As they all made their way to Cannes, Deadline's Mike Fleming dropped quite the bomb on the U.S. film industry Monday evening: Apparently, Bob Berney had resigned from his position at the top post of Apparition, and had handed the company over to its owner, River Road's Bill Pohlad. Fleming said that "Pohlad was blindsided by the move, especially since Berney and his staff were about to get on planes to travel to Cannes and look for pictures to acquire." He alleged that Pohlad had quickly cancelled all plans for the company to the attend the festivities, since no one else is apparently authorized to negotiate deals at this point.
Considerable in the report was the fact that Fleming had included an e-mail that Pohland sent to "Apparition colleagues and staff":
To our Apparition colleagues and staff:
As some of you may know, Bob Berney has submitted his resignation to me. I suspect that this news comes as a surprise to many of you. It certainly did to me. So I can’t claim that we have a plan in place yet in the wake of this announcement. I can, however, assure you that we will be working in the days ahead to explore our options regarding his replacement. In the meantime, Valerie Bruce, our Senior Vice President of Business Affairs, will serve as interim COO.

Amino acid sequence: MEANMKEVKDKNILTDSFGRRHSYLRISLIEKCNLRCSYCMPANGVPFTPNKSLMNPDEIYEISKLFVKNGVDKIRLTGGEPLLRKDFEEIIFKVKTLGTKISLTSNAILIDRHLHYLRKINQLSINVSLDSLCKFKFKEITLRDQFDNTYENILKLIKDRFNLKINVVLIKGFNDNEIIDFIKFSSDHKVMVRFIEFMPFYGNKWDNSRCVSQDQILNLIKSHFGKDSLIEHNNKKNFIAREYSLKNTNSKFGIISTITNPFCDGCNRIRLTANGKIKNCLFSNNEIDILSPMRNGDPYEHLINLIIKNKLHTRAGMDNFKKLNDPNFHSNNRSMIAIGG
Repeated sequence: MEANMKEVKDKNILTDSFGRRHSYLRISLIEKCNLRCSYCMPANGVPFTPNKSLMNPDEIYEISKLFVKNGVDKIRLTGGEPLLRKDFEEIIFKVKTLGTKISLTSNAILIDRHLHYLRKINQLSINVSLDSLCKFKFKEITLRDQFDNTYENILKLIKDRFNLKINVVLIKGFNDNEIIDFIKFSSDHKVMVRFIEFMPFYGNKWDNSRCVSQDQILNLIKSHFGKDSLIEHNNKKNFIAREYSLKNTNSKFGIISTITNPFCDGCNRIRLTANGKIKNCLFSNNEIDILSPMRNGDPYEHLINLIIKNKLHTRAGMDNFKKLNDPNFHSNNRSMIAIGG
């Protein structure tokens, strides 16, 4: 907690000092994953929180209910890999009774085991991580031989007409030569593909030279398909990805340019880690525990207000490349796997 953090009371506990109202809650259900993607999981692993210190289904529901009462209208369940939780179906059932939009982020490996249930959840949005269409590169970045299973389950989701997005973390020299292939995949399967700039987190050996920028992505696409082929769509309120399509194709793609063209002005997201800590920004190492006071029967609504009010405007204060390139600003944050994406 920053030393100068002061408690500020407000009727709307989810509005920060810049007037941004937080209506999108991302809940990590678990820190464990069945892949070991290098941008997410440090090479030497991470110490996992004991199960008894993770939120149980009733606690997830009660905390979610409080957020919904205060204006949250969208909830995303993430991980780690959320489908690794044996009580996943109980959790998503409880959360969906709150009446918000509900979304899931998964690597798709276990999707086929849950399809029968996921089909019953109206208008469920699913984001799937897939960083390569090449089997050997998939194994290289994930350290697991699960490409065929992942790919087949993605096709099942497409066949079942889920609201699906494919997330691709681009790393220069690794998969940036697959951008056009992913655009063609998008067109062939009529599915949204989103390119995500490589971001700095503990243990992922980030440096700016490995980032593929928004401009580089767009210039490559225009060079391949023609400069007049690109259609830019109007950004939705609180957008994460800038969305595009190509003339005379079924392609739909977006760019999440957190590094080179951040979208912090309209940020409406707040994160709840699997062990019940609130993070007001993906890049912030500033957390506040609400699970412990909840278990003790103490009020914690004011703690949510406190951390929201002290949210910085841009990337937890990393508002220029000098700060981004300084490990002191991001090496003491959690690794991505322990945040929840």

I apologize for whatever confusion and uncertainty this news may cause, but know that we are proud and grateful for all the work that you have put into the company and appreciate your continued support.
Since the report, The Wrap ran their own story, further suggesting its truth.
Less than two weeks ago, Anthony Kaufman interviewed Berney for a story on Cannes, which ran in Variety: "After just a year in business with Apparition, veteran exec Bob Berney concurs, sounding a lot more cautious than he did 12 months ago when he pre-bought Jane Campion's 'Bright Star' on the eve of Cannes."
"I'd be very leery of doing that this year," Berney told Variety. "There's enough completed films for reasonable prices, which makes pre-buys look too risky."
Bob Berney is the former head of Picturehouse, a now-defunct joint venture of Time Warner subsidiaries New Line Cinema and HBO, to release specialty films. Since that company shuttered, he spent nearly a year raising money to form Apparition. Berney ended up aligning with Pohlad as the sole financier for the venture, which was first announced last August.
Apparition has released just over half a dozen films since its launch, including "Bright Star," "The Runaways," and "The Young Victoria." It has two films on tap for the remainder of 2010: Terrence Malick's "Tree of Life," which had at one point been expected to premiere at Cannes, and "Welcome to the Rileys," a Sundance pick-up starring James Gandolfini and Kristen Stewart.
The Wrap's suggested that at this point, "the fate of the studio, its slate and its staff seemed entirely uncertain."
Check back with indieWIRE for further developments.